By STEVE JONES Staff writer


NOTICE — A letter from the Codes Department is taped to the front door of 404 Jefferson St., a vacant parcel where long grass has been cited. (Sentinel photo by John Clifford)

CUTTING EDGE — Ryan Danielski and Timothy
Nouvong, seasonal workers for the city’s Codes Department mow high grass at 404 Jefferson St. (Sentinel photo by John Clifford)

Despite having only two grass cutting crew members instead of four this year, the Code Enforcement Office is on pace to do more work than last year.

One budget casualty for 2012 made last year under then Mayor James F. Brown was cutting two positions. Crew members earn $9 an hour, and work a full work week during the season, which runs April 1 to Oct. 31.

They maintain not only 115 city-owned parcels, but cut lawns of private property owners who do not comply with the code limit on the height of grass — eight inches in the inside district and 10 in the outside district.

"Two crews of two was adequate to get the volume we had done," said Codes chief Mark Domenico of 2011. Crews cut 142 lawns that were in violation of the code last year. That generated $55,288.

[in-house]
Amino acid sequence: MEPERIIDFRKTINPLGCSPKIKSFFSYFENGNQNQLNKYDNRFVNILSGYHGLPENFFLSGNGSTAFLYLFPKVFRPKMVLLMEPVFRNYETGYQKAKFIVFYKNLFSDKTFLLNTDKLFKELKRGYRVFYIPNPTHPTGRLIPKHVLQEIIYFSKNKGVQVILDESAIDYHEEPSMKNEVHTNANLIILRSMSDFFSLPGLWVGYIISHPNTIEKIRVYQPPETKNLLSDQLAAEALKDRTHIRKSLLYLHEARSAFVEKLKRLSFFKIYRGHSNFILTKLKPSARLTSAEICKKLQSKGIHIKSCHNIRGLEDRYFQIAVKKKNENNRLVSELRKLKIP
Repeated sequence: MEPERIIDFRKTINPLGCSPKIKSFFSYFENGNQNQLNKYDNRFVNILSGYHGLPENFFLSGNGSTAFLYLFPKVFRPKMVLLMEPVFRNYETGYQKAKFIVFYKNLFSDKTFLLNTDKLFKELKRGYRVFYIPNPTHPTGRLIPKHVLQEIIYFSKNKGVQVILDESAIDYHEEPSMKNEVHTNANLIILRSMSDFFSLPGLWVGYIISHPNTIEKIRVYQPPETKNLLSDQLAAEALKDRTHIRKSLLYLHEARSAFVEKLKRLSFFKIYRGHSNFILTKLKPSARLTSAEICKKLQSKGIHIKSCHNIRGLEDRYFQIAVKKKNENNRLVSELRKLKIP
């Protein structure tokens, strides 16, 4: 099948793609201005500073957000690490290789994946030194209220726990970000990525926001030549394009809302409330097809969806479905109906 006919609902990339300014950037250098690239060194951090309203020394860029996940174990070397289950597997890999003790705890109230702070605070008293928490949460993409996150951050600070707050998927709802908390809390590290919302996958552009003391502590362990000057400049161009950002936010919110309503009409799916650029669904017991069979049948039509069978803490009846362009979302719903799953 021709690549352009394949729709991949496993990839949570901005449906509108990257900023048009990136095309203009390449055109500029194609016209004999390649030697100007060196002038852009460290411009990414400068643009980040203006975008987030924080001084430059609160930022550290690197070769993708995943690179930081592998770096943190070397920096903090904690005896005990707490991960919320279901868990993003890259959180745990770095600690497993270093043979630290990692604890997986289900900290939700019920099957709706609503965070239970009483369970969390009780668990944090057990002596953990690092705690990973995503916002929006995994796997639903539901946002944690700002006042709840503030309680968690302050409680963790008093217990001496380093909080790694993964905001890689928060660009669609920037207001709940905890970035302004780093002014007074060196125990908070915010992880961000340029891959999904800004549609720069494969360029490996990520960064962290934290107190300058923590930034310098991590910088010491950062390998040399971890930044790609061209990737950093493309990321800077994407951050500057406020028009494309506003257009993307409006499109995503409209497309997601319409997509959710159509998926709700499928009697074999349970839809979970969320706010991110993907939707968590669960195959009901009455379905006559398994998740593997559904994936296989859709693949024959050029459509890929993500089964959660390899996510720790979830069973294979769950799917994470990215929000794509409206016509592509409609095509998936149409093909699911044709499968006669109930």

This year, the city got a break because of the weather. "The drought totally worked in our favor. It helped us manage things," he said. The department also turned over some of its larger parcels to Public Works crews with larger equipment. Those locations include the Canterbury Press property, the Erie Boulevard/Rome-New London Road grassy area and the former Rossi site in the East Rome Business Park, though the last site was recently sold and is no longer the city’s responsibility to maintain. So far this year, with 78 cutting days remaining in the season, crews have cut the grass at 125 private properties, generating $51,575. At this pace, crews will cut almost 200 private lawns and generate about $82,520.

While the department’s 2013 budget process is still ongoing, Domenico said he has requested to return to four crew members.

When a private land owner does not comply with the code, an inspector will post an order at the site and mail an order to the owner. "It gives the owner a period of time to cut the lawn, usually three days," Domenico said. Each order is tracked, with a re-inspection done after three days. If the work is not done, an order is submitted for the cutting crew to do the work. The city then bills the owner for the time and material to do the work, plus a 20 percent administrative fee, as well as a surcharge that increases per offense. For the first offense the surcharge is $150, the second is $250 and the third is $500. The charges are levied on the following year’s city tax bill.